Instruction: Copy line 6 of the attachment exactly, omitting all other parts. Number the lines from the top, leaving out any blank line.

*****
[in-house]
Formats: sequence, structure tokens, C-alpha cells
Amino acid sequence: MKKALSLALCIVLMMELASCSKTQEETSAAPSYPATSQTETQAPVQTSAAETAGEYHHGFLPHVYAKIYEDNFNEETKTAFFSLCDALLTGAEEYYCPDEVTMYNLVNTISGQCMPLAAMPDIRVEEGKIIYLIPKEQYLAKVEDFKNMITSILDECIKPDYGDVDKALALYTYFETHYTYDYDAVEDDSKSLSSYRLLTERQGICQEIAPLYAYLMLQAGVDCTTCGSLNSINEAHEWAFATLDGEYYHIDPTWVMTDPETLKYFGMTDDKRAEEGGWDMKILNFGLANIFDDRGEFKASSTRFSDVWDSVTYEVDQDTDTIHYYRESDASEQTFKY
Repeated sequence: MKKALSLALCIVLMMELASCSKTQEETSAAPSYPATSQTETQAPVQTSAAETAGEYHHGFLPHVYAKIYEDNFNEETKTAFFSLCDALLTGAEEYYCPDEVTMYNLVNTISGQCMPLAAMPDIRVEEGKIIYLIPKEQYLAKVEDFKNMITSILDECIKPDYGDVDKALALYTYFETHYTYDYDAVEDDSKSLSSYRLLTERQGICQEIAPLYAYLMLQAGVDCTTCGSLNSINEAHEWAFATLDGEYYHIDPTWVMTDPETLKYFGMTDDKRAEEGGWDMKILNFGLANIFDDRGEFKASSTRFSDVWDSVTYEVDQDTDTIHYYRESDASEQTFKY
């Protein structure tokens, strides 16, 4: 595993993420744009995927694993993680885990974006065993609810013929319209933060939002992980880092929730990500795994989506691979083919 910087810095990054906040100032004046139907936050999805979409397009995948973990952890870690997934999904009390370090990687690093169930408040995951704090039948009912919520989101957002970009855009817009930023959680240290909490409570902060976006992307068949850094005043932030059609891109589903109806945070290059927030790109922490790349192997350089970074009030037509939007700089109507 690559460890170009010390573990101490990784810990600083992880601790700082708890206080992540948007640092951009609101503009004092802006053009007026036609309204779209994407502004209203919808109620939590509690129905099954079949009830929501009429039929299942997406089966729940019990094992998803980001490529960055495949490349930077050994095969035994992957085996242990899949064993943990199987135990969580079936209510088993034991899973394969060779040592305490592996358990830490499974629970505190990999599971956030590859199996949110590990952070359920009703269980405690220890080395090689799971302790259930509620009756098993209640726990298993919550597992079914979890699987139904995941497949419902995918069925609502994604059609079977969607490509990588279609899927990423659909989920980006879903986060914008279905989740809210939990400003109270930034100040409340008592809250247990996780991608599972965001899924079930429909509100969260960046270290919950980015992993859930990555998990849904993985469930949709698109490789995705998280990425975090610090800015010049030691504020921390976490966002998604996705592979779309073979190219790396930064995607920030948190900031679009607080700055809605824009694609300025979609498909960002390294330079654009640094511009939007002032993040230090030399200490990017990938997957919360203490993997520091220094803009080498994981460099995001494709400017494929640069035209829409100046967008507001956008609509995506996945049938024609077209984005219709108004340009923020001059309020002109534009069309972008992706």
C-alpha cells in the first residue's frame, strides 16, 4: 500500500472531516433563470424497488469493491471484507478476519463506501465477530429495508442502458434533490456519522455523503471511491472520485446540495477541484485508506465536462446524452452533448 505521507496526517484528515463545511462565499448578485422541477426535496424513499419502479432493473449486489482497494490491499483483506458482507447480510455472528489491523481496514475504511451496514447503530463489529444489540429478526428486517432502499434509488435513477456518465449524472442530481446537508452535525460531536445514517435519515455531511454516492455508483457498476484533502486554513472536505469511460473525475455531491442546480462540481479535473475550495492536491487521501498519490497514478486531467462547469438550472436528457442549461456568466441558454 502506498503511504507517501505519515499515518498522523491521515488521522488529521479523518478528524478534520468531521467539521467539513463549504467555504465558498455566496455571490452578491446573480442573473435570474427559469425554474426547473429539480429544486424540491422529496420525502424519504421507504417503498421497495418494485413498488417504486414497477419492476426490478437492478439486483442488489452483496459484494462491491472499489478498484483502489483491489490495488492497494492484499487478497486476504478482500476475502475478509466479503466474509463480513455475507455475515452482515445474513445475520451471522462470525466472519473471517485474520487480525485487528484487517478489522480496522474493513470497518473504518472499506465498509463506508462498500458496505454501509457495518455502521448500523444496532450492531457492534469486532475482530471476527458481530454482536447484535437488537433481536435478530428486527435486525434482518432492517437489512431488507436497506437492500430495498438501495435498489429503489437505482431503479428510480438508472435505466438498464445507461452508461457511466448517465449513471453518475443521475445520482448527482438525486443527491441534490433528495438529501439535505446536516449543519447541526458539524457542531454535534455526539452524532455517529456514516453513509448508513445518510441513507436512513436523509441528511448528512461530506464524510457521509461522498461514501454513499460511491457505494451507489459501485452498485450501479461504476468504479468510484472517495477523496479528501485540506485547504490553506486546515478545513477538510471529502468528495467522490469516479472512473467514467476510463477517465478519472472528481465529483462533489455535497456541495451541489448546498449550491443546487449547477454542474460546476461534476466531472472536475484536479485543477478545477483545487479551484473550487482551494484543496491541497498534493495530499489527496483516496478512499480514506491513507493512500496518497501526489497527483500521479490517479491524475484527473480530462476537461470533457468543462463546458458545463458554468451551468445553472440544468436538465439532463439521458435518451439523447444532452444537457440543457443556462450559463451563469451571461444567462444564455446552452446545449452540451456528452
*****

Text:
C-alpha cells in the first residue's frame, strides 16, 4: 500500500472531516433563470424497488469493491471484507478476519463506501465477530429495508442502458434533490456519522455523503471511491472520485446540495477541484485508506465536462446524452452533448 505521507496526517484528515463545511462565499448578485422541477426535496424513499419502479432493473449486489482497494490491499483483506458482507447480510455472528489491523481496514475504511451496514447503530463489529444489540429478526428486517432502499434509488435513477456518465449524472442530481446537508452535525460531536445514517435519515455531511454516492455508483457498476484533502486554513472536505469511460473525475455531491442546480462540481479535473475550495492536491487521501498519490497514478486531467462547469438550472436528457442549461456568466441558454 502506498503511504507517501505519515499515518498522523491521515488521522488529521479523518478528524478534520468531521467539521467539513463549504467555504465558498455566496455571490452578491446573480442573473435570474427559469425554474426547473429539480429544486424540491422529496420525502424519504421507504417503498421497495418494485413498488417504486414497477419492476426490478437492478439486483442488489452483496459484494462491491472499489478498484483502489483491489490495488492497494492484499487478497486476504478482500476475502475478509466479503466474509463480513455475507455475515452482515445474513445475520451471522462470525466472519473471517485474520487480525485487528484487517478489522480496522474493513470497518473504518472499506465498509463506508462498500458496505454501509457495518455502521448500523444496532450492531457492534469486532475482530471476527458481530454482536447484535437488537433481536435478530428486527435486525434482518432492517437489512431488507436497506437492500430495498438501495435498489429503489437505482431503479428510480438508472435505466438498464445507461452508461457511466448517465449513471453518475443521475445520482448527482438525486443527491441534490433528495438529501439535505446536516449543519447541526458539524457542531454535534455526539452524532455517529456514516453513509448508513445518510441513507436512513436523509441528511448528512461530506464524510457521509461522498461514501454513499460511491457505494451507489459501485452498485450501479461504476468504479468510484472517495477523496479528501485540506485547504490553506486546515478545513477538510471529502468528495467522490469516479472512473467514467476510463477517465478519472472528481465529483462533489455535497456541495451541489448546498449550491443546487449547477454542474460546476461534476466531472472536475484536479485543477478545477483545487479551484473550487482551494484543496491541497498534493495530499489527496483516496478512499480514506491513507493512500496518497501526489497527483500521479490517479491524475484527473480530462476537461470533457468543462463546458458545463458554468451551468445553472440544468436538465439532463439521458435518451439523447444532452444537457440543457443556462450559463451563469451571461444567462444564455446552452446545449452540451456528452